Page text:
a Cardiology Division, Department of Medicine, University Hospital Basel, Switzerland
b Cardiovascular Research Institute Basel, Switzerland
c Population Health Research Institute, McMaster University, Hamilton, Canada
d Institute of Primary Health Care (BIHAM), University of Bern, Switzerland
e Department of General Internal Medicine, Inselspital, Bern University Hospital, University of Bern, Switzerland
f Department of Cardiology, Triemli Hospital Zurich, Switzerland
g Department of Medicine, Cantonal Hospital of Baden and Molecular Cardiology, University Hospital of Zurich, Switzerland
h Department of Cardiology, Cardiocentro Ticino Lugano, Switzerland
i Department of Cardiology, Kantonsspital St Gallen, Switzerland
j Department of Internal Medicine, HFR-Hôpital Cantonal Fribourg, Switzerland
k Department of Cardiology, Luzerner Kantonsspital, Switzerland
l Department of Cardiology, Ospedale Regionale di Lugano, Switzerland
m Cardiology Service, Department of Medicine Specialities, University Hospital Geneva, Switzerland
n Department of Cardiology, Centre Hospitalier Universitaire Vaudois, Lausanne, Switzerland
o Department of Cardiology, Bürgerspital Solothurn, Switzerland
p Department of Cardiology, Ospedale San Giovanni, Bellinzona, Switzerland
q Department of Biomedicine, University Hospital Basel, Switzerland
r Neurology Division and Stroke Centre, Department of Clinical Research, University Hospital Basel, Switzerland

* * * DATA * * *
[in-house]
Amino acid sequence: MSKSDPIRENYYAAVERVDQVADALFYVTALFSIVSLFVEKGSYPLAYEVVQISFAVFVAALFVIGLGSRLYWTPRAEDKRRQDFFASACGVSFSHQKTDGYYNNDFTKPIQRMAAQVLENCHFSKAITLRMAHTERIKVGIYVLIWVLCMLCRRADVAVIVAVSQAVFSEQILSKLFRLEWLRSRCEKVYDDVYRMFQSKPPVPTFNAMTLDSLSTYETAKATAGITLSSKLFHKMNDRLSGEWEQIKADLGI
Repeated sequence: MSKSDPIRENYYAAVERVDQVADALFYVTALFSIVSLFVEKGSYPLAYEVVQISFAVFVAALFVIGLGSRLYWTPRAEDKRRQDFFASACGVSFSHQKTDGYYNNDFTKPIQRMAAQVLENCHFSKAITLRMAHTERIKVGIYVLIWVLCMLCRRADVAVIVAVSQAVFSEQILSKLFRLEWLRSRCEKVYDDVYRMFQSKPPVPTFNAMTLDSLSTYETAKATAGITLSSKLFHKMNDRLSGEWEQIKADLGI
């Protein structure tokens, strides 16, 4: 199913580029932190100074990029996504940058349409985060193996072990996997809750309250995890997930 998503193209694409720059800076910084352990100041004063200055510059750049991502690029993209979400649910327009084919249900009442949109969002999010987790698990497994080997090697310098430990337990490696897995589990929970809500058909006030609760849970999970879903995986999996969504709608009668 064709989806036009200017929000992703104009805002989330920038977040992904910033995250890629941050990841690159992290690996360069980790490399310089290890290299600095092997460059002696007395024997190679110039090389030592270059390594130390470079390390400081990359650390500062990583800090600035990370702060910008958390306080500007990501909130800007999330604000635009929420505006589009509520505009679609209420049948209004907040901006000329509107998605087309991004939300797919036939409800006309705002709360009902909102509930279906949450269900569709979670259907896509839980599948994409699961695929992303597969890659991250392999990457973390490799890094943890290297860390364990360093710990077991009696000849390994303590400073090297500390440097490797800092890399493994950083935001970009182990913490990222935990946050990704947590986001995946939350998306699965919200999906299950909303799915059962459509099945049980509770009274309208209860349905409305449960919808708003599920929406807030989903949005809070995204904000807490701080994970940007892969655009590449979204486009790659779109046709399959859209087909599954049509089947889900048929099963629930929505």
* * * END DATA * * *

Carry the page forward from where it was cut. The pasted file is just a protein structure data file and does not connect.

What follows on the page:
s Department of Cardiology, Inselspital, Bern University Hospital, and University of Bern, Switzerland
t Department of Radiology, Inselspital, Bern University Hospital, and University of Bern, Switzerland
u Memory Clinic, Universitäre Altersmedizin, Felix Platter Hospital Basel, University of Basel, Switzerland
v Division of diagnostic and interventional neuroradiology, University Hospital Basel, Switzerland
w Medical Image Analysis Centre (MIAC AG) Basel, Switzerland
x Epidemiology, Biostatistics and Prevention Institute, University of Zürich, Switzerland
Several studies found that patients with atrial fibrillation (AF) have an increased risk of cognitive decline and dementia over time. However, the magnitude of the problem, associated risk factors and underlying mechanisms remain unclear.
This article describes the design and methodology of the Swiss Atrial Fibrillation (Swiss-AF) Cohort Study, a prospective multicentre national cohort study of 2400 patients across 13 sites in Switzerland. Eligible patients must have documented AF. Main exclusion criteria are the inability to provide informed consent and the presence of exclusively short episodes of reversible forms of AF. All patients undergo extensive phenotyping and genotyping, including repeated assessment of cognitive functions, quality of life, disability, electrocardiography and cerebral magnetic resonance imaging. We also collect information on health related costs, and we assemble a large biobank. Key clinical outcomes in Swiss-AF are death, stroke, systemic embolism, bleeding, hospitalisation for heart failure and myocardial infarction. Information on outcomes and updates on other characteristics are being collected during yearly follow-up visits.
Up to 7 April 2017, we have enrolled 2133 patients into Swiss-AF. With the current recruitment rate of 15 to 20 patients per week, we expect that the target sample size of 2400 patients will be reached by summer 2017.